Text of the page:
I Have An Amazing Husband — But He Shouldn't Be The Exception

I Have An Amazing Husband — But He Shouldn’t Be The Exception

Happy young couple in bed
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It’s no secret that moms have their work cut out for them. And if anyone ever questioned it: enter a global pandemic. If Covid has taught us anything, it’s just how much weight moms carry. This pandemic is proof that moms hold everything together, often with little support from their male partners. Fathers aren’t the ones dropping out of the workforce at an alarming rate — mothers are. Fathers aren’t the ones who are expected to maintain a career, take care of the housework, and manage their kids’ virtual learning — mothers are.

I know that not every family looks the same. It truly does take a village to raise a child. But it seems there’s been an outpouring of frustration from mothers in heterosexual relationships with their children’s fathers. They’re frustrated that they are parenting both their kids and their partners. I see it in many of my friends’ relationships. I see it within my own extended family. I hurt for my fellow mothers. My heart aches for the women who carry the burden of their families almost entirely on their shoulders all alone. And I can’t help but feel guilty, because this isn’t a problem I have.

My husband is supportive and present. He takes just as much of a role in raising our son as I do. Sometimes, he carries more weight than I do. He is never irresponsible. I have never once been worried to leave my son with him. I don’t have to check-in. I don’t have to remind him about nap times or what foods to stay away from or to use the diaper cream when the baby’s booty looks a little red.

It’s a different kind of privilege that I don’t always realize I have until I mention something offhand to an acquaintance, like that my husband was staying home with our son because he was sick, and I get a scoff and a ton of follow up questions. “Why didn’t you stay home?” Because I am a teacher and we get very few sick days. Not to mention it’s a pain in the ass to plan for a sub. “Aren’t you worried about leaving your sick baby at home with only your husband?” No. He’s a father. He knows what he’s doing. No one would question my ability to take care of my sick baby, why would you question his? He’s as much a parent as I am. We literally have the exact same level of experience. “What about his job?” Um…what about mine? He works from home and doesn’t always have to take a sick day to stay at home with our son. I don’t get maternity leave, so all my sick days were used up to give birth.

Let me be clear — as frustrating as this line of questioning is, my frustration isn’t aimed at the person asking the question, it’s aimed at the society that enables men to behave like large children and put the entire weight of their families and households on their wives. My frustration is at the perception that men aren’t capable. Why do we buy into that bullshit? If my husband can do it, yours can too.

I know what you’re thinking: “Well, your husband isn’t like most men.” I get this a lot. It’s used as an excuse any time my friends complain about something their spouse has done — or not done. And I get it. Their frustration at my privilege isn’t lost on me. I know it’s nuts, but I can’t help but feel guilty.

If I’ve learned anything from this experience, it’s that I’m sick and fucking tired of my husband being referred to as the “exception” to the rule. I’m tired of women looking down on me for not having it as hard as they do. Because my husband should not be the “exception” to the “rule” that is half-ass fathers.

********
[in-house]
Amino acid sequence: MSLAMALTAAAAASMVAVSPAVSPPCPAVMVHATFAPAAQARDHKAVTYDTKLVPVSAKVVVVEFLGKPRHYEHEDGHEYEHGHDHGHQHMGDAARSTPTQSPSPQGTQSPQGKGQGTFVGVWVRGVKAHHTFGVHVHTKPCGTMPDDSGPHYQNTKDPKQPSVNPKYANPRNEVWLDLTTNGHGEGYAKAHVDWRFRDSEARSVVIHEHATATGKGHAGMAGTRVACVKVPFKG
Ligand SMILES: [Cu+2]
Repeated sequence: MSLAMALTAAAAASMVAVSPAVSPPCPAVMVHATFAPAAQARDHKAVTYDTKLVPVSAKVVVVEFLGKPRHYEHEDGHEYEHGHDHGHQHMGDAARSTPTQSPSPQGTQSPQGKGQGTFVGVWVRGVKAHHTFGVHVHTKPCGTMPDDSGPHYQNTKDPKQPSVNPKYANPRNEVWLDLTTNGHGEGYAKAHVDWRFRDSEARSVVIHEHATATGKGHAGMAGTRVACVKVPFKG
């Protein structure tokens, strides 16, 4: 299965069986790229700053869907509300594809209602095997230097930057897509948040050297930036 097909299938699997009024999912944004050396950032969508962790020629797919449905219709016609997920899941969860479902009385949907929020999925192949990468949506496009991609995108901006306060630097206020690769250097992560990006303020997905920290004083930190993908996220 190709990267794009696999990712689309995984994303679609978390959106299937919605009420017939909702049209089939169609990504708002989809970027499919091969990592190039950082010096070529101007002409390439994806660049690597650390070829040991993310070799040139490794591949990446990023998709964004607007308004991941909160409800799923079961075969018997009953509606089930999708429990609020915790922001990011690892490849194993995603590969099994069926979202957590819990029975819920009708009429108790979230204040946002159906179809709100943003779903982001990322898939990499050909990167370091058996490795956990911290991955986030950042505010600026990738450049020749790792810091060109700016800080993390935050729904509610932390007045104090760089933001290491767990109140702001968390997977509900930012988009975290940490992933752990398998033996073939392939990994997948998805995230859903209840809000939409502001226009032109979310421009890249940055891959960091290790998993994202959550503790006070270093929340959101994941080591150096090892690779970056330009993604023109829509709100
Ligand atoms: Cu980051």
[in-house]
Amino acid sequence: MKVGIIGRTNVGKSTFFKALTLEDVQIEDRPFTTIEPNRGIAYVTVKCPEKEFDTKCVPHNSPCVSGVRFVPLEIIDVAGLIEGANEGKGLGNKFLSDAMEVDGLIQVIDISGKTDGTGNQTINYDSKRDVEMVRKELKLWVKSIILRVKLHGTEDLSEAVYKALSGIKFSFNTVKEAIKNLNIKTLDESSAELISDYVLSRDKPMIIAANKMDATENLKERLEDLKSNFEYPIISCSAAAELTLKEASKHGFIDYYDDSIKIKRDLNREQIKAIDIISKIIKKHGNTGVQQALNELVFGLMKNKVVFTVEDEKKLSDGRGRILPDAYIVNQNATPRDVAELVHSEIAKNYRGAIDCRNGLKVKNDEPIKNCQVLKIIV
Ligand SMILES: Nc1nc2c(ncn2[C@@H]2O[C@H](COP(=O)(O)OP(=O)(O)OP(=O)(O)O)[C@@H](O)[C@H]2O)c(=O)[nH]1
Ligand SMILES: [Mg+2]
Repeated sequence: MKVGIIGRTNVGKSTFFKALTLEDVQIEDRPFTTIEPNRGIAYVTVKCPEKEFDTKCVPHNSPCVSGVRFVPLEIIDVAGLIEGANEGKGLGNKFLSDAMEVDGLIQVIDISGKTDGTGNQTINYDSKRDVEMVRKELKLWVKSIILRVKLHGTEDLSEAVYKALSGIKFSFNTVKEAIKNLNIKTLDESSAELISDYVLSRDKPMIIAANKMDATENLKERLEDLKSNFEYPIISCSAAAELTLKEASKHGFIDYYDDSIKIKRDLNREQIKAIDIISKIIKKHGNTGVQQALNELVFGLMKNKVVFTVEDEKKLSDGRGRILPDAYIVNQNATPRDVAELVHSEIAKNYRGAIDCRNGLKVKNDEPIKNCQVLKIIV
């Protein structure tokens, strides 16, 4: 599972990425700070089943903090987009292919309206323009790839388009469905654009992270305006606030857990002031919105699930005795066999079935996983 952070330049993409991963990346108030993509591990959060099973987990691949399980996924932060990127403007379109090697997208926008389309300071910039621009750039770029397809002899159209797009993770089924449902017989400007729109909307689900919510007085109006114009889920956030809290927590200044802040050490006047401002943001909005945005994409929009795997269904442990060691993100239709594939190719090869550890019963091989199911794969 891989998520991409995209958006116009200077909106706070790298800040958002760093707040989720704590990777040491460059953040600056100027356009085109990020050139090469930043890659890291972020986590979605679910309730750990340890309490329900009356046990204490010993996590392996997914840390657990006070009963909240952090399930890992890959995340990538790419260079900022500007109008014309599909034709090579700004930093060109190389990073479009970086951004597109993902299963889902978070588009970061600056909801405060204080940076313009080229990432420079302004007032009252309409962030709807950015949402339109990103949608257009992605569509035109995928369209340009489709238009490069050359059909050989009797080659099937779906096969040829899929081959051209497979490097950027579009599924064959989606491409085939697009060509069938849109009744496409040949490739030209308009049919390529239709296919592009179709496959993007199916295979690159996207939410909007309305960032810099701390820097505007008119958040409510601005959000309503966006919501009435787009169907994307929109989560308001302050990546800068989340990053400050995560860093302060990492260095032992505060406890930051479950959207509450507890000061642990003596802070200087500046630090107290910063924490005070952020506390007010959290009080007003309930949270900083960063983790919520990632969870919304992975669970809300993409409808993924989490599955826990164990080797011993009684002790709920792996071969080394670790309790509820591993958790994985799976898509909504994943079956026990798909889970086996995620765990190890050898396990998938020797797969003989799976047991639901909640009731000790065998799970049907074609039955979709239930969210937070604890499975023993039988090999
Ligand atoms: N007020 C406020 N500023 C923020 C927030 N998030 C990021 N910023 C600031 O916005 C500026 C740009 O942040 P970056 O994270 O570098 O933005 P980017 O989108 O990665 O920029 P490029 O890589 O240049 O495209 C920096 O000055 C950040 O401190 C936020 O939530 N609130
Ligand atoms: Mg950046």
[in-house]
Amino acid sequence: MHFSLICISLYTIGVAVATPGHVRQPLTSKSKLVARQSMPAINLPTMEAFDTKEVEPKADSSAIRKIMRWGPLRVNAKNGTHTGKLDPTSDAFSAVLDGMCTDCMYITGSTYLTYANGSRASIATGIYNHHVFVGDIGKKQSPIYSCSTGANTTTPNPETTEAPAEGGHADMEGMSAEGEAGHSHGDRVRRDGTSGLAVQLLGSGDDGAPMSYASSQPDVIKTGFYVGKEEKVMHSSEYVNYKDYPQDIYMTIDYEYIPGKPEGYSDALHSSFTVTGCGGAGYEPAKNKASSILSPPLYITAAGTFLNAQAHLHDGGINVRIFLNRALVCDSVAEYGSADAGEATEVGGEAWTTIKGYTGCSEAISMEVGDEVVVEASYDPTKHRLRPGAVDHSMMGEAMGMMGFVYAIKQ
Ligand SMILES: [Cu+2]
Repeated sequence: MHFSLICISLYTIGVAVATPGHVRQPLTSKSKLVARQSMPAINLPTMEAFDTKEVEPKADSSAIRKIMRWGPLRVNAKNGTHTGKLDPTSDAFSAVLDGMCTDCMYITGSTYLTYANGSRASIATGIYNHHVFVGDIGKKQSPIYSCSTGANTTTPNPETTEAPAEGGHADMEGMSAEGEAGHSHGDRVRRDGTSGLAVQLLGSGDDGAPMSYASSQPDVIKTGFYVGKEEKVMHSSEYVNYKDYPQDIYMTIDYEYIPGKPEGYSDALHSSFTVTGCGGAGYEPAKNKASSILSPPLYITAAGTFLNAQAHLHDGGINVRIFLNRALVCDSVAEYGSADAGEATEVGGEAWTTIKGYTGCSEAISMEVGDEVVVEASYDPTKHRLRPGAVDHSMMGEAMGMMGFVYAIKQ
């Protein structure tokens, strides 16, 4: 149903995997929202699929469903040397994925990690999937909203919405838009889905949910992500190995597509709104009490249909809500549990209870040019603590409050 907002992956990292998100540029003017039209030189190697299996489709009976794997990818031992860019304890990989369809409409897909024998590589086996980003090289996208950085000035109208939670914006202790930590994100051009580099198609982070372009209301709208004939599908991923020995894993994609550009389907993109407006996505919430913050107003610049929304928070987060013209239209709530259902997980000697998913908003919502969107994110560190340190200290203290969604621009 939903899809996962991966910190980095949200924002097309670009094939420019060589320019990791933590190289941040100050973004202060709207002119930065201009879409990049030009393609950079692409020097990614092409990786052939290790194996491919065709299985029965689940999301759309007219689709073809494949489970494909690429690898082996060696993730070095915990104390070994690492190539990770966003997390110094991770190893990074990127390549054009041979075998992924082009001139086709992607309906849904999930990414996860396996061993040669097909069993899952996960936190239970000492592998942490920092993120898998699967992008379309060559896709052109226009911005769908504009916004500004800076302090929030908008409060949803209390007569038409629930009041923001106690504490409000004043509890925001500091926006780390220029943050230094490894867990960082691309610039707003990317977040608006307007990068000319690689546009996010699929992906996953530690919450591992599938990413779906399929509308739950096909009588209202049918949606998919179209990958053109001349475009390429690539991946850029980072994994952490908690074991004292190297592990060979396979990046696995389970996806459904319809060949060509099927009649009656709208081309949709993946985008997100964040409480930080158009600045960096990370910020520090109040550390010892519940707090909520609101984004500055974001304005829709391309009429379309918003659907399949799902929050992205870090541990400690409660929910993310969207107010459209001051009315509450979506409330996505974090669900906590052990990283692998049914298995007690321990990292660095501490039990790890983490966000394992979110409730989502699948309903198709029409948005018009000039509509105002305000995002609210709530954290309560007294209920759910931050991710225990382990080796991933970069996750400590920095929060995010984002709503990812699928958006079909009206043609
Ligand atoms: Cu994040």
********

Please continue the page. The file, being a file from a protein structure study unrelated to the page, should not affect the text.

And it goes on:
My husband is incredible. I am lucky to have him, to be loved by him, and to share a life with him. However, he is not doing anything remarkable. In fact, he’s doing about the same amount of work that moms do every single day. And before you scoff at me for not giving him credit, he would be the first person to tell you that he just does his job and helps his family. He would point to me and say that he and I pull this parenting thing off together. He pulls his weight. We both do. And I am convinced this is the reason why I’m not one of those women who has had to drop out of the workforce. I’m not one of those women who is fighting burnout (well, at least not as far as motherhood is concerned, teaching is another matter).

I know that this cannot apply to everyone, but this is how it should be for all mothers. When the father of your children is an equal partner, when he pulls not only his own weight but helps pull the weight of your children, it makes a huge difference. My family is the proof that what we need to get rid of the problem of mom burnout or the problem of women feeling like they have to leave the workforce is for men to step up and pull not only their own weight, but some of the children’s weight as well. We need society to stop giving men excuses. Parents are parents. Period. Being a mom or a dad shouldn’t be an indicator of the amount of parenting you do.

Dads, if you are unsure or not confident in your ability to care for your kids on your own, admit it. Ask questions. Learn. You are smart and you are capable. You can figure out what your wife or partner does and you can learn to pick up any slack. Part of the problem is that women assume their partners aren’t competent. That’s not true.

People perform to the level that is expected of them. If we don’t expect our husbands or partners to be able to perform basic tasks, like housework or taking care of our kids, then they assume they can’t. I see this concept every day in my classroom. If I expect my students to do well, they’re much more likely to outperform their own expectations.

Stop assuming men aren’t capable. They are. And dads, start asking questions. It’s time for everyone to step up. Not just moms.